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Spotlight on Research for 2004
December 2004 (historical)
Homocysteine Level Predictive of Fracture Risk in Older Persons
Elevated levels of the amino acid homocysteine have long been associated with an increased risk of cardiovascular disease, including heart attack and stroke. But a new research study funded by the National Institute of Arthritis and Musculoskeletal and Skin Diseases (NIAMS) suggests that high homocysteine levels also may be linked to the development of osteoporosis and related fractures. The study, published in the New England Journal of Medicine, also asks whether increasing one's intake of folic acid and other B vitamins might reduce the fracture risk from homocysteine.
Elevated levels of homocysteine are found in people with homocystinuria, an inherited metabolic disorder. Since people with homocystinuria are at an increased risk for osteoporosis, Boston researchers hypothesized that other people with elevated blood levels of homocysteine might also be at risk.
Robert McLean, M.P.H., of the Hebrew Rehabilitation Center for Aged and his colleagues from various Boston medical institutions conducted a survey of nearly 2,000 Framingham Osteoporosis Study participants who ranged in age from 59 to 91 years. Investigators reviewed blood homocysteine levels and screened for hip fracture in participants for a 16- to 19-year period. An analysis revealed that men and women with the highest homocysteine levels were at greater risk for hip fracture as compared to those with the lowest levels. The risk was increased fourfold in men and twofold in women, and it was independent of other risk factors for fracture, such as age and weight.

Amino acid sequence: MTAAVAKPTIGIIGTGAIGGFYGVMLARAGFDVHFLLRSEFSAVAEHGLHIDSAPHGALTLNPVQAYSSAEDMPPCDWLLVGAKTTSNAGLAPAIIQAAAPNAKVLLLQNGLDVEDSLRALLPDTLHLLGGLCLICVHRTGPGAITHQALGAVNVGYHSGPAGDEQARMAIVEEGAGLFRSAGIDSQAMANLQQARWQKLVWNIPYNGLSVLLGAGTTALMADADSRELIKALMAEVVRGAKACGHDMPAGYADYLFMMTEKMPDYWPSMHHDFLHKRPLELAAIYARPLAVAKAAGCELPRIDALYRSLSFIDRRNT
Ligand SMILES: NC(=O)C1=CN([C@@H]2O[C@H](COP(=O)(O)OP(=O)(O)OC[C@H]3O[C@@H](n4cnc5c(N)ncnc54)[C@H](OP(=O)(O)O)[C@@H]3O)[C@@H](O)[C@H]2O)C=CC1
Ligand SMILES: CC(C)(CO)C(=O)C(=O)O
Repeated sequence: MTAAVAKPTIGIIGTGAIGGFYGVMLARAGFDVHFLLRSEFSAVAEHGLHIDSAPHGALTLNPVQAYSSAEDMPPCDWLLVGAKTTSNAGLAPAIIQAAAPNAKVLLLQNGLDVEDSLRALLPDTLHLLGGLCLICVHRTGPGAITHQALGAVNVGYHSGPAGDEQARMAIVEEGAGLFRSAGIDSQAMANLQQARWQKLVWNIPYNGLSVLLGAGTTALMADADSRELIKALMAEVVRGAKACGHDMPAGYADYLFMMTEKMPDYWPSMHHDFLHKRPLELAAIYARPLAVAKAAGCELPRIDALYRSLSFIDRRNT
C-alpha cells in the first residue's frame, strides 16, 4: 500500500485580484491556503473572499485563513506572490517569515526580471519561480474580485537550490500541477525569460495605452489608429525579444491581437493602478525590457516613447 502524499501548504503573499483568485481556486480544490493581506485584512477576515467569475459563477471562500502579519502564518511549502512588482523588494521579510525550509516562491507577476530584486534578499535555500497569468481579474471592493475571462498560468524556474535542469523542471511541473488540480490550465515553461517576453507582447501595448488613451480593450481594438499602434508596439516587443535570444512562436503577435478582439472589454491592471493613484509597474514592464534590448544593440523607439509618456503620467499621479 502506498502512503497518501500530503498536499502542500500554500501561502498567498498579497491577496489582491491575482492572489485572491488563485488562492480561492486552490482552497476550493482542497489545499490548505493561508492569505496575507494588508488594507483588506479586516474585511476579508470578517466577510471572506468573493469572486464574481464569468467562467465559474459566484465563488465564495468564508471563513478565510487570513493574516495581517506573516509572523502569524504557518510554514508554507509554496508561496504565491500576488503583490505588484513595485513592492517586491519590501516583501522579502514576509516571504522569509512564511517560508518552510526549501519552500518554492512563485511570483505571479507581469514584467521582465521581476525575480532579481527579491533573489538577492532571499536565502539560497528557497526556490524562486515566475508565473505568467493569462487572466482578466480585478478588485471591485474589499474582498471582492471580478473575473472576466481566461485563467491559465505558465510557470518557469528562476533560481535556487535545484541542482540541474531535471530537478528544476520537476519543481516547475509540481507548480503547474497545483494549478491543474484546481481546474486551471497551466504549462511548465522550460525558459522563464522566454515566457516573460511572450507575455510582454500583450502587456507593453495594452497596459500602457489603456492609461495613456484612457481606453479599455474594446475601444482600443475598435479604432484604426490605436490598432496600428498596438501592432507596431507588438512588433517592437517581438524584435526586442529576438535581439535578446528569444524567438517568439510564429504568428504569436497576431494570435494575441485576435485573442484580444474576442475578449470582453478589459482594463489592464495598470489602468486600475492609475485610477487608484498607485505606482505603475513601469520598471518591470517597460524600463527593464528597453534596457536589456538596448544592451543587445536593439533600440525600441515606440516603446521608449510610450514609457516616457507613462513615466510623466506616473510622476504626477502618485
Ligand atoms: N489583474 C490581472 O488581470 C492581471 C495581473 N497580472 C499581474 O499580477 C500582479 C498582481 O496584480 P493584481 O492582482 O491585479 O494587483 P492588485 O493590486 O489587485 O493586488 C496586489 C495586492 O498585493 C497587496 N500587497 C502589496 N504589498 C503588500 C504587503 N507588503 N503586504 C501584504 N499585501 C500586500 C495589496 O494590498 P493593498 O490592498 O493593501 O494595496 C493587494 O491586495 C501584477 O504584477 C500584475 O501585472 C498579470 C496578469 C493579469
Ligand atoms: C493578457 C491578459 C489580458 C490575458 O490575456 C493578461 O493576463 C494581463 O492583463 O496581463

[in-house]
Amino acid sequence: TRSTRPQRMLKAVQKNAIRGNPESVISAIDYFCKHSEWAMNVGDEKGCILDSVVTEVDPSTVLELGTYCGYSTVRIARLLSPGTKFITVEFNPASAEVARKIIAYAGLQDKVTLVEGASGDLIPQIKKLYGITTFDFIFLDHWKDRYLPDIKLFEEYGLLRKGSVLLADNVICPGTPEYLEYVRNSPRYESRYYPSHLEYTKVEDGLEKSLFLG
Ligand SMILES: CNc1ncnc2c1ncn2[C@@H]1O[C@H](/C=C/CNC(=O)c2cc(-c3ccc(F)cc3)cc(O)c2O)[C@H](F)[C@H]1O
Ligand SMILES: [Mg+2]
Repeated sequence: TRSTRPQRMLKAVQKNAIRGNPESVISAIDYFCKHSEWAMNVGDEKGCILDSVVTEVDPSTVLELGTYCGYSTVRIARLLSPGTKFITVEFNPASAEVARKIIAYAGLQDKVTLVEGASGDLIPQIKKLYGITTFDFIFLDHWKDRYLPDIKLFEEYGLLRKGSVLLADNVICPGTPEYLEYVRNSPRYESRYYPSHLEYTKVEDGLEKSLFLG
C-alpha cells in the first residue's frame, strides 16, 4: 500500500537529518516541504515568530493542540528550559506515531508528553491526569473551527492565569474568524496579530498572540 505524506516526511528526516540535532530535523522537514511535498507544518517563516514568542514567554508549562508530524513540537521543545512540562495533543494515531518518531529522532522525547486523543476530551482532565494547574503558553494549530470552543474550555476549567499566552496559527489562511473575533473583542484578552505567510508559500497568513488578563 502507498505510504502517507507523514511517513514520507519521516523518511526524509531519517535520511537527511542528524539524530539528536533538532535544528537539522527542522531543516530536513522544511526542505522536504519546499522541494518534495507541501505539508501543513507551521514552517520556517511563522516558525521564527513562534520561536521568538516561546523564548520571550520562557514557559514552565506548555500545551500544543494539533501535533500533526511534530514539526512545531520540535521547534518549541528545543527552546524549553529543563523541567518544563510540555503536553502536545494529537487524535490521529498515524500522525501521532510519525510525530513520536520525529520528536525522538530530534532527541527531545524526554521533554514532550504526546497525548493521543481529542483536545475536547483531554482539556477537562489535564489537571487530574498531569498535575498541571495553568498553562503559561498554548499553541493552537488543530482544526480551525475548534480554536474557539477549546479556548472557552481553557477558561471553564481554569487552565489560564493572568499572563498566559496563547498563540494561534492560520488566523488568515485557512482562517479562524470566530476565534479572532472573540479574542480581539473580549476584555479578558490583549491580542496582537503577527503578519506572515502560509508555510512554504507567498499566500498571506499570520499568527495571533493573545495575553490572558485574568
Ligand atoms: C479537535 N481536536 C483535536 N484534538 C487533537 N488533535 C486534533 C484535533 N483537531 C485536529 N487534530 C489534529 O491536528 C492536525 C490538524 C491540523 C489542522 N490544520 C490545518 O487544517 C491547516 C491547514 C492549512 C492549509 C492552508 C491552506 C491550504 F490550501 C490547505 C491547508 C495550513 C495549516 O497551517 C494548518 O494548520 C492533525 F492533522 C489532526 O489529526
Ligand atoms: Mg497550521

Levels of homocysteine are elevated in people who don't get adequate amounts of folic acid and other B vitamins (B6 and B12), and getting enough of these vitamins can significantly lower homocysteine levels. The authors suggest that increasing one's intake of folic acid and other B vitamins may result in a reduced risk of fracture. This hypothesis remains to be tested, however.
It is not clear from the study whether homocysteine has a direct effect on bone and fracture or whether it serves as a marker for something else that does. In an editorial accompanying the study, bone researcher Lawrence G. Raisz, M.D., from the University of Connecticut Health Center, reminds readers that low levels of folic acid and vitamin B12 have been directly linked to bone loss in postmenopausal women. Perhaps homocysteine serves as a marker for low levels of these vitamins, which are, in fact, the true foe of bone. Either way, elevated homocysteine levels are emerging as an important risk factor for hip fractures in older persons.
The mission of the NIAMS, a part of the Department of Health and Human Services' National Institutes of Health, is to support research into the causes, treatment and prevention of arthritis and musculoskeletal and skin diseases, the training of basic and clinical scientists to carry out this research, and the dissemination of information on research progress in these diseases. For more information about bone health, call the NIH Osteoporosis and Related Bone Diseases~National Resource Center at (202) 223-0344 or (800) 624-2663 or visit the NIAMS Web site at http://www.niams.nih.gov.
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McLean R, et al. Homocysteine as a predictive factor for hip fracture in older persons. New England Journal of Medicine 2004;350:2042-9.